Carl Johan Högberg, Solo Exhibition

Carl Johan Högberg
Carl Johan Högberg, JJ, 2012, image: Christian Larsen

Carl Johan Högberg’s paintings seem to scan life’s panorama in a manner that suggests, at once, omnipotence and a sense of the absurd. Influenced by the Surrealists and rooted in photomontage, the Amsterdam-based Swedish artist’s work grapples with what lies underneath the obvious or the unthinkingly accepted – so that what first seems a display of playful creations, featuring youthful individuals in the midst of casual leisure, overt exhibitionism or theatrics, harbours conscious undercurrents of the grotesque, the delusional and the shameful. Rooting many of these paintings in Max Ernst’s collage Health through Sports (1920), which anticipates the cult of physical fitness that would be warped by the Nazis, Högberg takes ample time to highlight the glorious ambitions and strengths of the human being, even if these same aspirations are manipulated, leading the masses to take a wrong turn or have their intuitive judgment clouded. Högberg’s work pushes one to both sympathise with and pity humanity; sentiments can veer in either direction. Viewing the work may reinforce misanthropic feelings, or it might cajole one to shed discontent with how flawed existence can be and move towards a more enlightened tomorrow.

The complexity of Högberg’s work lies in his decision to embrace and question paradox; a suggested reference to a weighted, historical figure or wildly problematic era is not easily ascertained without noting the title of each work – the faces are not generically famous enough to identify and references are subtle. For instance, the face of Per Albin Hansson, mid-twentieth-century Swedish prime minister and chairman of the Social Democrats, is partially covered by a tropical Monstera leaf – yet most observers would not identify him even if it weren’t there, as memories of this political figure are increasingly lost to history. Elsewhere, in JJ (2012), the visage of legendary Swedish jazz pianist Jan Johansson is defamiliarised by being cut out and rotated upside down, a stumbling block to the viewer recognising him – and his historical significance. (It’s perhaps not irrelevant that Johansson once made a record, under a pseudonym, designed to be exercised to.) The ability and tragic inability to trust what is given or suggested are key elements in this exhibition.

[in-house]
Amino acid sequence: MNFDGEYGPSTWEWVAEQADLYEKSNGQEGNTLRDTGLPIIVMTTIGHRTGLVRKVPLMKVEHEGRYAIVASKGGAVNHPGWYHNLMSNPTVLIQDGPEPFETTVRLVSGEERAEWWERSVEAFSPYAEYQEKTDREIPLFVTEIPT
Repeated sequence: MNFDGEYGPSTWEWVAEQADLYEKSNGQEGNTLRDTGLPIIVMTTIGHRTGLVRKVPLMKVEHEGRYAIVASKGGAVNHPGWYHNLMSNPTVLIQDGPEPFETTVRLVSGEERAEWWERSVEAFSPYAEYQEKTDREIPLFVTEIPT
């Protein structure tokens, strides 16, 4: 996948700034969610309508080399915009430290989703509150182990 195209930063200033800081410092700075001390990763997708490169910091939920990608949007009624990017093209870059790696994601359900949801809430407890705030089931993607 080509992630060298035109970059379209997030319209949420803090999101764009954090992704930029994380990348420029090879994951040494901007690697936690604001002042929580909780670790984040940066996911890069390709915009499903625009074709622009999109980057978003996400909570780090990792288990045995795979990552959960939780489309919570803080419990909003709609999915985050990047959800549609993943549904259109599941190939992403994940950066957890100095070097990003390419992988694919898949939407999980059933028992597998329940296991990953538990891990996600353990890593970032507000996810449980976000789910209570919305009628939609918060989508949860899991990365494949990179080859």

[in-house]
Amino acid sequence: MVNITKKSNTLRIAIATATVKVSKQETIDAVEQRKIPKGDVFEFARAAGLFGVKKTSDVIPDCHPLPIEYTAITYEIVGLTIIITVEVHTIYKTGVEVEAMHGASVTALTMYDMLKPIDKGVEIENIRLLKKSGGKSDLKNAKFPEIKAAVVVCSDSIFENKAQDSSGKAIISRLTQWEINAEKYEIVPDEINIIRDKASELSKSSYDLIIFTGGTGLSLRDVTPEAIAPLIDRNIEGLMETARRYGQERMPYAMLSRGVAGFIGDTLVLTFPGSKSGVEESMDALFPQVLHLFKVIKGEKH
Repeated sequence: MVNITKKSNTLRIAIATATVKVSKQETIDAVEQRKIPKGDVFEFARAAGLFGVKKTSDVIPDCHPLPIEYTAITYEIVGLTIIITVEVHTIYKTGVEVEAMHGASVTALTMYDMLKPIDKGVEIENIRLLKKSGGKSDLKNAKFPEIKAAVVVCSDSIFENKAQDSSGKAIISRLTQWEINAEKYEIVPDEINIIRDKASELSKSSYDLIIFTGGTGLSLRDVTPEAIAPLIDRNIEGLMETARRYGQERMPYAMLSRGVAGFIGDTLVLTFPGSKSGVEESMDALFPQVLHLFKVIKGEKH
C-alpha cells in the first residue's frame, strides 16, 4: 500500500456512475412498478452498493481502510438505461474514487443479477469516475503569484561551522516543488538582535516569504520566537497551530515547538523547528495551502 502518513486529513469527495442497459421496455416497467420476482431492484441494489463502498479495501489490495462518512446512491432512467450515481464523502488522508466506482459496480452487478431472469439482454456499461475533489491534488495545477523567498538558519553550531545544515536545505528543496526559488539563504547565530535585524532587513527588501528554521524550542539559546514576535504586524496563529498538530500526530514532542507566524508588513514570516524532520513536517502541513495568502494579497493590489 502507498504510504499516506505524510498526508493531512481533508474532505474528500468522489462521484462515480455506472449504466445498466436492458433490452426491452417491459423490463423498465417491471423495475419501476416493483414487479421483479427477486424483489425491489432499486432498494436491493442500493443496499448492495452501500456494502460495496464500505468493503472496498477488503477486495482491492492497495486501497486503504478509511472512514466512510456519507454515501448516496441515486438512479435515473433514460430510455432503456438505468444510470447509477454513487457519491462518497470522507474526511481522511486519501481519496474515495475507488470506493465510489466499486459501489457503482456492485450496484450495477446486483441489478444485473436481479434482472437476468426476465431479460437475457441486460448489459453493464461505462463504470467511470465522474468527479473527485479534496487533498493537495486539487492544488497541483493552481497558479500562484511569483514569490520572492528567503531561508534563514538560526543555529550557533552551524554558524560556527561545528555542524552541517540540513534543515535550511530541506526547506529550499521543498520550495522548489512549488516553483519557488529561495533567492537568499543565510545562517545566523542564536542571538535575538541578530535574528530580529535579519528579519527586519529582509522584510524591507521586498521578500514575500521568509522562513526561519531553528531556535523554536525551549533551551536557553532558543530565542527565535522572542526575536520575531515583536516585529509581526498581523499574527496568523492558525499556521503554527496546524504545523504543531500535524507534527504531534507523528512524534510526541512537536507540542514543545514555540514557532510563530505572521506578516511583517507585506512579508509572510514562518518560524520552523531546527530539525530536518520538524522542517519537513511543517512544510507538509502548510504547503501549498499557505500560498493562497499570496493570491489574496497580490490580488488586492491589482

Maintaining a collage aesthetic that initially seems benign, often sporting pastel tones and subjects (fruit, plants, patterning, attractive bodies) which sooth the senses, this collection of works might at first appear intended to do nothing more than placate. Yet upon closer examination this calming effect hints at every individual’s occasional, narcotised inability to differentiate between opposing spheres of acceptable and unacceptable: of ‘good’ and ‘evil,’ even if such definitions can be mutually agreed upon. But when do an artist’s references prove to be uncouth or inappropriate? To illustrate shattered, defunct ideals of the human being remains unpleasant; yet individuals continue to make horrible mistakes, and some of them never intend or care to learn from errors. These images are eerie and uncomfortable, especially when one becomes aware that each reference is calculated, drawing attention to the allure of now-broken political ideologies and dogmatisms – for instance, Högberg’s images, such as the male nude intersecting with a colour wheel, Untitled (2013), of healthy, attractive individuals in the midst of physical exercise or of sirenlike physiques posing in a manner that Leni Riefenstahl would have approved. Such images, again, reflect the Third Reich’s obsession with wellness, bodily perfection and Aryan genetics: a historical mindset which, one remembers, was unfortunately, though to a lesser degree, also exalted in Scandinavia.To see the review in context, click here.

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Dziurlikowska
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Christine Ödlund, Urtica Dioica, 2013. Image: Magasin III.

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